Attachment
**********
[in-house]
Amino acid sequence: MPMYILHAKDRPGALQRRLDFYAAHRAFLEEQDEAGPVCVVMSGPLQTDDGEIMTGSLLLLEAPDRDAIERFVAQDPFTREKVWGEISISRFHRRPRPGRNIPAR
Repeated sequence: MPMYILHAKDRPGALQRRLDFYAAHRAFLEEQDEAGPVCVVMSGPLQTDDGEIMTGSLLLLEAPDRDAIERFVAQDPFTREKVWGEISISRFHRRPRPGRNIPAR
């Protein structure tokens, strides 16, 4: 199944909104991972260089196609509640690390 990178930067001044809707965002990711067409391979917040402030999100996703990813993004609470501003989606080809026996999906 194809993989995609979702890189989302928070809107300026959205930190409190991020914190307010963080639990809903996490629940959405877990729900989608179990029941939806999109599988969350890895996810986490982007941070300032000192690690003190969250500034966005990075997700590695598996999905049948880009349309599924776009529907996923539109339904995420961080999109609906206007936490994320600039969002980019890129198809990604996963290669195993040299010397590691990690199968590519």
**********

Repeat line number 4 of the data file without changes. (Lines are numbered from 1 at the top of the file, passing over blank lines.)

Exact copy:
């Protein structure tokens, strides 16, 4: 199944909104991972260089196609509640690390 990178930067001044809707965002990711067409391979917040402030999100996703990813993004609470501003989606080809026996999906 194809993989995609979702890189989302928070809107300026959205930190409190991020914190307010963080639990809903996490629940959405877990729900989608179990029941939806999109599988969350890895996810986490982007941070300032000192690690003190969250500034966005990075997700590695598996999905049948880009349309599924776009529907996923539109339904995420961080999109609906206007936490994320600039969002980019890129198809990604996963290669195993040299010397590691990690199968590519």